Association of T and non-T cell cytokines with anhedonia: Role of gender differences

Manish K. Jha, Andrew H. Miller, Abu Minhajuddin, Madhukar H. Trivedi

Research output: Contribution to journalArticlepeer-review

32 Scopus citations


Objective: Among individual depressive symptoms, anhedonia has been reliably associated with activation of the innate immune response. However, it is unclear whether this association extends to T cell cytokines and if gender differentially affects this association. Method: Concentrations of T (IL-17, T-helper (Th) 1- and Th2-) and non-T cell cytokines were measured in plasma using the Bioplex Pro™ human cytokine multiplex kit in Combining Medications to Enhance Depression Outcomes (CO-MED) trial participants who provided plasma at baseline (n = 166). Anhedonia was measured with three items of the clinician-rated Inventory of Depressive Symptomatology and depression severity (minus anhedonia item) was measured with Quick Inventory of Depression Severity Self-Report version (modified-QIDS-SR). Separate generalized linear models for anhedonia and modified-QIDS-SR as dependent variables were conducted with IL-17, Th1-, Th2-, and non-T cell- cytokines as primary independent variables and gender, body mass index (BMI), and age as covariates. Exploratory analyses included gender-by-biomarker interactions. Results: Higher levels of IL-17 (p = 0.032), Th1- (p = 0.002), Th2-(p = 0.001) and non-T-(p = 0.009) cell markers were associated with greater severity of anhedonia controlling for BMI, age, and gender. Gender also had a significant main effect on anhedonia, however, there was a significant gender by immune marker interaction only for IL-17 (p = 0.050). Anhedonia severity increased with higher IL-17 in males (r = 0.42, p = 0.003) but not in females (r = 0.09, p = 0.336). Only non-T cell markers were associated with the modified-QIDS-SR, and there were no significant gender-specific associations with this variable. Conclusions: T and non-T cell-related inflammatory markers were associated with greater severity of anhedonia, while gender moderated the association of IL-17 with anhedonia in patients with major depressive disorder.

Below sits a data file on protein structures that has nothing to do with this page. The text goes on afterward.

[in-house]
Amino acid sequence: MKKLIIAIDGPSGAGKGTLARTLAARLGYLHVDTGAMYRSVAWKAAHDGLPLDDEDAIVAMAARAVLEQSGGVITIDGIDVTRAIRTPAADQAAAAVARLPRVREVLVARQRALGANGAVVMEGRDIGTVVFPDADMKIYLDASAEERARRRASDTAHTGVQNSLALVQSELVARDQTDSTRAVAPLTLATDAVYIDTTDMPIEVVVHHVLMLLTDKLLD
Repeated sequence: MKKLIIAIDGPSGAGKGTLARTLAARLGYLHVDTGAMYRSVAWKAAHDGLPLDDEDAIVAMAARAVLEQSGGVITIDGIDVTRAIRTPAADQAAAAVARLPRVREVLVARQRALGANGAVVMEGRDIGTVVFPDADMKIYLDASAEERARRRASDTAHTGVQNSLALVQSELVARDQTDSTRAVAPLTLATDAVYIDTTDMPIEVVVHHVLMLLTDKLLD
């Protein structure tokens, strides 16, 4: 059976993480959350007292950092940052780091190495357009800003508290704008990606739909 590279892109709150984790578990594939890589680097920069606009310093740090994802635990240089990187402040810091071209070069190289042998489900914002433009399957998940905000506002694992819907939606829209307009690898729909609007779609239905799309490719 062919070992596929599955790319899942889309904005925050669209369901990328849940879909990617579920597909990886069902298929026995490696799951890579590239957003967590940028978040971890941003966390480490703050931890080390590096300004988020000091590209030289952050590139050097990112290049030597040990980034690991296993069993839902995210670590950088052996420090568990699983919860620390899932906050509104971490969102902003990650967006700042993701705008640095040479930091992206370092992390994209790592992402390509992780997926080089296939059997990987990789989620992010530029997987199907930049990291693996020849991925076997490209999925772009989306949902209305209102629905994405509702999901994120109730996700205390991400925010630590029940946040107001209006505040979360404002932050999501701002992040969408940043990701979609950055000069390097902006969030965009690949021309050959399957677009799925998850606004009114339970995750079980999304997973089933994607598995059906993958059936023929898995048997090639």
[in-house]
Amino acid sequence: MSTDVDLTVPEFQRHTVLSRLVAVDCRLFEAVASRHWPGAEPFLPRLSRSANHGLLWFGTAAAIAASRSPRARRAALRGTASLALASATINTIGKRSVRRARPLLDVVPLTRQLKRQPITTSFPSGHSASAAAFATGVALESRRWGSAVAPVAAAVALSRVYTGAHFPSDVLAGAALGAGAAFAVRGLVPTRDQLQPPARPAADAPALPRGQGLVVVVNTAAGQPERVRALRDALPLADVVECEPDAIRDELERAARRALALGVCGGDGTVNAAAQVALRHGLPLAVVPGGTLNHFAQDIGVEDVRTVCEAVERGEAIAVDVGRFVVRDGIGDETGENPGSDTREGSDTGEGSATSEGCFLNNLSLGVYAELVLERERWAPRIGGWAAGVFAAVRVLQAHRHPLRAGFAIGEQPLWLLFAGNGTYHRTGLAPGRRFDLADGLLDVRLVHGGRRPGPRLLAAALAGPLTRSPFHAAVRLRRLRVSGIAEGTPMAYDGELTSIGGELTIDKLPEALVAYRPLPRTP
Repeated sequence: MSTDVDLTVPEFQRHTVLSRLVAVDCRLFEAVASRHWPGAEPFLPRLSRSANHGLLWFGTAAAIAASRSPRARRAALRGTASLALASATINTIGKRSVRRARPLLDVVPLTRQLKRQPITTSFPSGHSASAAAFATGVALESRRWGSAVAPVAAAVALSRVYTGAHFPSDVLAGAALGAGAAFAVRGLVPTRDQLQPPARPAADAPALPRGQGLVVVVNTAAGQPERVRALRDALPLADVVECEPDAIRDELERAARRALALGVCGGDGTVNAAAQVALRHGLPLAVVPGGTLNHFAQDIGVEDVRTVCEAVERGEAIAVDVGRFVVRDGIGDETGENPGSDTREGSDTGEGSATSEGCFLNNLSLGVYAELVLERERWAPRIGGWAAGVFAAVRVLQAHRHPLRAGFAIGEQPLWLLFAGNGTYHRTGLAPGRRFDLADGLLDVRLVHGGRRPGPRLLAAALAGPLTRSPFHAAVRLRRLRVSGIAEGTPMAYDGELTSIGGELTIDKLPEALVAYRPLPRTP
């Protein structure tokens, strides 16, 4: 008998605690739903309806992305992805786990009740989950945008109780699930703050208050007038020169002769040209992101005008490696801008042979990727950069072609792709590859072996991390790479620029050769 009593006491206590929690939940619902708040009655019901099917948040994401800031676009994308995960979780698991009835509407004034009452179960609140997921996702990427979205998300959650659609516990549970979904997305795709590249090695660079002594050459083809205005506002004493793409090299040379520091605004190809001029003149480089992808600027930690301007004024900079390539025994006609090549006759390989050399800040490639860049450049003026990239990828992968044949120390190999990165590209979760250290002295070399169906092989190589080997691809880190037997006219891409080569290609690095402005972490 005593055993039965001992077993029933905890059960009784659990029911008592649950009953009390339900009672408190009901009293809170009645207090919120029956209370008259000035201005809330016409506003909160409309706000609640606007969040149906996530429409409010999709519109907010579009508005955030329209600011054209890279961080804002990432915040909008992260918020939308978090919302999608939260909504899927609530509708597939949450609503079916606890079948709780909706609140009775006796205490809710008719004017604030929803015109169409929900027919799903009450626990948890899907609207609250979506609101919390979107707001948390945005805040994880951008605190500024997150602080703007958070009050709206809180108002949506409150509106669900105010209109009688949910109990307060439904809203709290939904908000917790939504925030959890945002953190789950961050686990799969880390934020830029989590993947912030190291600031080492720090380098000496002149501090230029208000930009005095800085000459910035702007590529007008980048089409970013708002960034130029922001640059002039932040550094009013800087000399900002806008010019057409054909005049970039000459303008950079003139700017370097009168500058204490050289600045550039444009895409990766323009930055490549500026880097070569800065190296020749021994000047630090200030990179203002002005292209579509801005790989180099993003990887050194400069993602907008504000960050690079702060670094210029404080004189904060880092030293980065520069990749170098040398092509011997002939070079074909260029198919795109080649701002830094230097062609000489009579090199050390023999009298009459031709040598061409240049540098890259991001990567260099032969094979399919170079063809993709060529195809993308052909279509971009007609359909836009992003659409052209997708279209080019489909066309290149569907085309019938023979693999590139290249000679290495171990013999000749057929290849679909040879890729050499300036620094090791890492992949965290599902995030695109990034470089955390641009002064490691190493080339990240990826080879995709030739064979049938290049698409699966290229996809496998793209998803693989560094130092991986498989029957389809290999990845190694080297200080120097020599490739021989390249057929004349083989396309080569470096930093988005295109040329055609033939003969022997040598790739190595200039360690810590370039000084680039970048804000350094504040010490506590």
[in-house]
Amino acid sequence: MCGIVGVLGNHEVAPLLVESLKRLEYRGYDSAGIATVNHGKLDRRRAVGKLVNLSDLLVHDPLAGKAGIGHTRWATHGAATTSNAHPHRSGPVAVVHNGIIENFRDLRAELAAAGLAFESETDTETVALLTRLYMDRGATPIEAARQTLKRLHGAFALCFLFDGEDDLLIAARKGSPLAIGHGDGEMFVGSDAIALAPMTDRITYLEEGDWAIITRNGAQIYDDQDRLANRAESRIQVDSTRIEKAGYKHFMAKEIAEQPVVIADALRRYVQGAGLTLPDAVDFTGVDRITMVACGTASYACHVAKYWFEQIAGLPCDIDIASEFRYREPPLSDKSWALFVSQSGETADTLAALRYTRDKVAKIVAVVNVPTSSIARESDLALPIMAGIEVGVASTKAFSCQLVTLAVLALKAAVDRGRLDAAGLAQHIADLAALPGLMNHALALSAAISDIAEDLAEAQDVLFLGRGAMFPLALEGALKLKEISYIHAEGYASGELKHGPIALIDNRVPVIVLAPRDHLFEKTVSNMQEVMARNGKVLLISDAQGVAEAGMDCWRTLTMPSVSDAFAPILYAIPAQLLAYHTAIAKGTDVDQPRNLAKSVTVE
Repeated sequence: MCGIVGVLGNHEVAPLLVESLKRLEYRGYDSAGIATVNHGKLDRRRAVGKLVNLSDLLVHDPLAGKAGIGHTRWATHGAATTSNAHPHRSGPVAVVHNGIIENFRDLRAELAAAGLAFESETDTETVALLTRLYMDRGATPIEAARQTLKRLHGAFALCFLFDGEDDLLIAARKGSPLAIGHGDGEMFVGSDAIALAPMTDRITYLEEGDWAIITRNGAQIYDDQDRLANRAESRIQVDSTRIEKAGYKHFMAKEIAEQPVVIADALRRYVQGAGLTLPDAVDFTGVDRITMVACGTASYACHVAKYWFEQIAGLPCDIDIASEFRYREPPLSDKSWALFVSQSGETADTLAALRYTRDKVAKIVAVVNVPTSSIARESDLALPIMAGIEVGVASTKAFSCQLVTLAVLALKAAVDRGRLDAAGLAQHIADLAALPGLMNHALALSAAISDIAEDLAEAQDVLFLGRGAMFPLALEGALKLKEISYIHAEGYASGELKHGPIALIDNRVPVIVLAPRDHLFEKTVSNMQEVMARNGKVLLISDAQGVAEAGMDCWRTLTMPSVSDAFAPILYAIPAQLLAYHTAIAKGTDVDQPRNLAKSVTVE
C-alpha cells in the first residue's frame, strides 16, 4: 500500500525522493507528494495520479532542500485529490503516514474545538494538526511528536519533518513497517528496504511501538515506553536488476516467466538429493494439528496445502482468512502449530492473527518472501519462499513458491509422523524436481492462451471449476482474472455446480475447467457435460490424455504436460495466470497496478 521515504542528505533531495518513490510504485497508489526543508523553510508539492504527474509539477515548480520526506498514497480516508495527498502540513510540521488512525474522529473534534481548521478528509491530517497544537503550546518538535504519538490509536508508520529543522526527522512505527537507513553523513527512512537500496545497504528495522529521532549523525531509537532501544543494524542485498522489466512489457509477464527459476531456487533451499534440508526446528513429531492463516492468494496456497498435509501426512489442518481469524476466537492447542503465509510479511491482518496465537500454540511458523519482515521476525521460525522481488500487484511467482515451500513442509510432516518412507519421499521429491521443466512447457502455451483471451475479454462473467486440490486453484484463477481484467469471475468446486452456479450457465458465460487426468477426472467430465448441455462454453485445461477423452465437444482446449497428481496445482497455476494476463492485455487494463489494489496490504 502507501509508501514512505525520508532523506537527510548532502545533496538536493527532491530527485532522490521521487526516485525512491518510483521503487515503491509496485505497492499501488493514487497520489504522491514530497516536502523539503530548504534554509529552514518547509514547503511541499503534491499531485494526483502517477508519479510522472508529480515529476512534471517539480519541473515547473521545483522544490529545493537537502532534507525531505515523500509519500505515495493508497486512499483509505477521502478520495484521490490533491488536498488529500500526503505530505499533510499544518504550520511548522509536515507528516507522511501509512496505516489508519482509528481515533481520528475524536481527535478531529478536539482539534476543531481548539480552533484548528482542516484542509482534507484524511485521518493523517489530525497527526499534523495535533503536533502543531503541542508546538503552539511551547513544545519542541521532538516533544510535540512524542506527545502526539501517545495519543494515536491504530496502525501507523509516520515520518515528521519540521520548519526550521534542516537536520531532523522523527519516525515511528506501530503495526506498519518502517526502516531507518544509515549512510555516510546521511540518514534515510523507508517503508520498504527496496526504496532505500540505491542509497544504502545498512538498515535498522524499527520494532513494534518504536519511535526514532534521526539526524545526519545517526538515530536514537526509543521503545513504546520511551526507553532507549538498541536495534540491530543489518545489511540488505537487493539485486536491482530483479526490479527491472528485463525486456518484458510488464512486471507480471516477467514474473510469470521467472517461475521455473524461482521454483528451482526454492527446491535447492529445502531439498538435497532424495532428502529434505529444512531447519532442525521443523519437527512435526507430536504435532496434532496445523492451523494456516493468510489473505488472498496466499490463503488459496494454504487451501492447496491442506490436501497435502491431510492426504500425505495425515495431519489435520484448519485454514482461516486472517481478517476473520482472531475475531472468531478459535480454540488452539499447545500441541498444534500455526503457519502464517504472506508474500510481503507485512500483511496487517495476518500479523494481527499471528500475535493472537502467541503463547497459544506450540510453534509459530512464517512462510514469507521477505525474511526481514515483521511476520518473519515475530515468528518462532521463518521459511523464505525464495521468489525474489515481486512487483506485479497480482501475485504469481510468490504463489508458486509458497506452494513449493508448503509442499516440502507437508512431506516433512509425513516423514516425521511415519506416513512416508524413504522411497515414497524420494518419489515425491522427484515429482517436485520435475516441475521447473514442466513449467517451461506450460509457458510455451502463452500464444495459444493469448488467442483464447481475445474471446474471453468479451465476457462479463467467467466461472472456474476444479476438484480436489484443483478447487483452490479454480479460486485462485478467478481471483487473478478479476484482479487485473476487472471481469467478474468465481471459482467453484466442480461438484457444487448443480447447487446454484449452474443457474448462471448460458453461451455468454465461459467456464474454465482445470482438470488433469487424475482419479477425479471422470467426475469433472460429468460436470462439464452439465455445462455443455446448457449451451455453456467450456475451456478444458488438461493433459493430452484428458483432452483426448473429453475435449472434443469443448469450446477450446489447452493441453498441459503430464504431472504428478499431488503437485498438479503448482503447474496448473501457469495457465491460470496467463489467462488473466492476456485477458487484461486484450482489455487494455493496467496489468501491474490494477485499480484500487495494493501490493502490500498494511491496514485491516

Original languageEnglish
Pages (from-to)1-7
Number of pages7
StatePublished - Sep 2018
Externally publishedYes


  • Anhedonia
  • Depression
  • Gender
  • Inflammation
  • Interleukin 17


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